Using different shades of white can have just as much impact on the shade of pink you produce as the shade of red you use. Two whites can be used, namely zinc white and titanium white. Zinc white is the more translucent of the two options, while titanium white is much opaquer in comparison.

You will need to experiment in order to determine the different ratios of color you will require to make various shades of pink. Below, we describe a quick and easy exercise that will assist you in experimenting with mixing different shades of pink. For this exercise, you will need a sheet of paper, each of the white shades (if you have both), all the shades of red you have, as well as a small amount of yellow.

  • Start by drawing out four squares for each shade of red. Then, paint the first of each square with the relevant red color. 
  • Add a small amount of zinc white to each of your red shades, and blend the color into the next square. These pink shades will have a translucency to them as zinc white is relatively transparent.
  • Now, do the same, except with your titanium white. Mix each shade of red using a little of the titanium white paint this combination onto the next square. While the tone of the pink shade will not differ significantly from the pinks that contain zinc white, they will be a lot opaquer.

Simply by adding a little white, you will note how different each of these shades of pink is. Also, you will see that adding either shade of white may lighten the pink, but it will dull the color instead of brightening it. 


How to Make Different Pink Hues

Ideally, you will want to have a pallet with an assortment of hues when you are painting or designing something with a certain color. Once you have made your perfect shade of pink, the next step is to create various hues so as to add dimension and depth. If you were to paint something like a rose, you would require lighter and darker shades of pink hues to create highlights and shadows. You need dimension and depth to create a realistic painting that can be achieved with shadows, tints, and muted shades.

How Many Shades of Pink Are There


Muting Pink Shades

When painting or working on your design, you might not want to use the brightest pink at all times. Using a small amount of the color’s complement will allow you to mute the original color. Pink’s complementary color is green-yellow, which you can use to mute even the brightest shade of pink. You only need to add small amounts of the complementary color to your pink, as a little goes a long way.

The exact shade of green-yellow you should use will need to be the direct complement of the particular shade of pink. Where every color has a complementary color, so does each shade have its own complementary shade. 

To achieve the look you require for muting your pink shade, we simply recommend that you experiment.


How to Make Dark Pink

The simplest way to make your pink darker is to change the ratio of your pink mixture. To darken your pink, you can add a little more of the red hue. Be careful when doing this, however, as just a small amount of red can instantly make your pink a lot darker. If you are looking to create a dark plum pink, you can add a small quantity of either purple or black, but once again, be careful with the amount you add.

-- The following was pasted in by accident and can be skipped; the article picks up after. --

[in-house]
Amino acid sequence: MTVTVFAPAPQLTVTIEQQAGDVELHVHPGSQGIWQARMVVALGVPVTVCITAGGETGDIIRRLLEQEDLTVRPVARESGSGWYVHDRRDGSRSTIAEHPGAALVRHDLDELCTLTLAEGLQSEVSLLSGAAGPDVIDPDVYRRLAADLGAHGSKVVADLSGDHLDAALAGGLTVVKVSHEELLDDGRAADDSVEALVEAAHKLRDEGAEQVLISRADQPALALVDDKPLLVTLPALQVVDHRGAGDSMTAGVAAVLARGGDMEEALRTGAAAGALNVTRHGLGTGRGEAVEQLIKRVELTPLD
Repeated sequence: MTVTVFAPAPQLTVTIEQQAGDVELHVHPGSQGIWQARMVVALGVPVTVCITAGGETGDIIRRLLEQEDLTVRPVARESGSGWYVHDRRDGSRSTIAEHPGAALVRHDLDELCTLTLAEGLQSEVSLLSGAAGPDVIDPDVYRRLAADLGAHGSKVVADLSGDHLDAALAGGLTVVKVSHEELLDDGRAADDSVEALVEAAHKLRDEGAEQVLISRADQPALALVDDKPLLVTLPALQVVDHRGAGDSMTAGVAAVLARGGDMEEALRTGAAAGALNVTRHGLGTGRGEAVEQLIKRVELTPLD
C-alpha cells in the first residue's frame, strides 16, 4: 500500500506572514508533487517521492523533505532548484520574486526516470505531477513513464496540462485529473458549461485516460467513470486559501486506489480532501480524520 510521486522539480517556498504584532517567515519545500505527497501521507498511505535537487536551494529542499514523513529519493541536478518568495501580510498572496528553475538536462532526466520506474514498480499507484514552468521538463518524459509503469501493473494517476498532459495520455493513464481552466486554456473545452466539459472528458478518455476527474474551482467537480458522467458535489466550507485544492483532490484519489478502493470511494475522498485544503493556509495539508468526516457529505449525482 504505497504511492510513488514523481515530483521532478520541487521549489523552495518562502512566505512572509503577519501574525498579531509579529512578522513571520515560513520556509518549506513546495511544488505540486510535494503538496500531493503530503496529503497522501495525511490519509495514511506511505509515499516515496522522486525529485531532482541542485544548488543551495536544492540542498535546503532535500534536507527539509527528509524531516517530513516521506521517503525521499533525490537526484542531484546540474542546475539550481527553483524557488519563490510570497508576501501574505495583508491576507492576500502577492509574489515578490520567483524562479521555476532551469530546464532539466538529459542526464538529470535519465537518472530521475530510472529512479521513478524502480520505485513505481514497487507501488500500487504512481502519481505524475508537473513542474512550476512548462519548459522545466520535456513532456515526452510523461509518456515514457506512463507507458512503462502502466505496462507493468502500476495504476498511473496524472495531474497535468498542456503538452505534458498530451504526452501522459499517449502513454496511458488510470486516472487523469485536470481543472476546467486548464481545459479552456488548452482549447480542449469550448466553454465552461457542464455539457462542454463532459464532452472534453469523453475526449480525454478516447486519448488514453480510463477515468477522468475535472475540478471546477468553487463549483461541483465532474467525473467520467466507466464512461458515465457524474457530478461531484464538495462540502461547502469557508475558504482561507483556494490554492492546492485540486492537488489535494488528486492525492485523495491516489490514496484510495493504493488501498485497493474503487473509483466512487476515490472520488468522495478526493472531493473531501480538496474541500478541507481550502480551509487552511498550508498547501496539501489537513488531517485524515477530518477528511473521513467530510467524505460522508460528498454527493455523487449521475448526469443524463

How to Make Pink Without White

It may seem that the simple solution to create a lighter pink is to increase the proportion of white you have used in the mixture, but what if you want to make pink without having to use white? You can use something like cadmium lemon yellow, or another light yellow shade in combination with your red to create pink. If you do not mind having to use white to make pink, then you can try combining light yellow and white to create a peachy pink.

When using yellow, the white will not dull your pink color due to the brightness of the yellow. When making this mixture, you will see that the pink you create is closer to more coral and peachy shades. If you use a white-yellow combination, even the hues of red (which have purple tones) will become a little peachier in color. This is a stunning option for you to play around with as you experiment with color bias.

What Colors Make Light Pink


The Scientific Formulation for Different Shades of Pink

There are scientific formulations for creating exact shades of pink such as pastel pink, blush pink, and baby pink, as well as the darker shades of pink. What follows is a table that shows the relevant scientific formulas for mixing a handful of different pink hues so that you can create various shades of pink with ease.

Type of PinkPink ShadeHEX NumberRBG
Pastel Pink #ffd1dc255,209,220
Carnation Pink #ffa6c9255,166,201
Neon Pink #ff6ec7255,110,199
Barbie Pink #e0218a224,33,138
Rose Pink #ff66cc255,102,204
Magenta #ff00ff255,0,255
Hot Pink #ff69b4255,105,180
Coral #f88379248,131,121
Salmon Pink #ff9999255,153,153
Watermelon #fc6c85252,108,133
Peach #ffe5b4255,229,180
Fuchsia #ff77ff255,119,255



Using Pink in Your Paintings

You are now equipped with the knowledge to create an assortment of pink hues, so you might be looking for suggestions on how to incorporate these colors into your paintings and designs. Pink is used all over, such as in marketing and advertisements due to its eye-catching and bold appearance, which makes it the perfect color to make a statement in your paintings or designs. You can create several different impressions using different hues of pink: Dark pink elicits excitement, love, and passion, while light pink brings on feelings of sweetness and youth.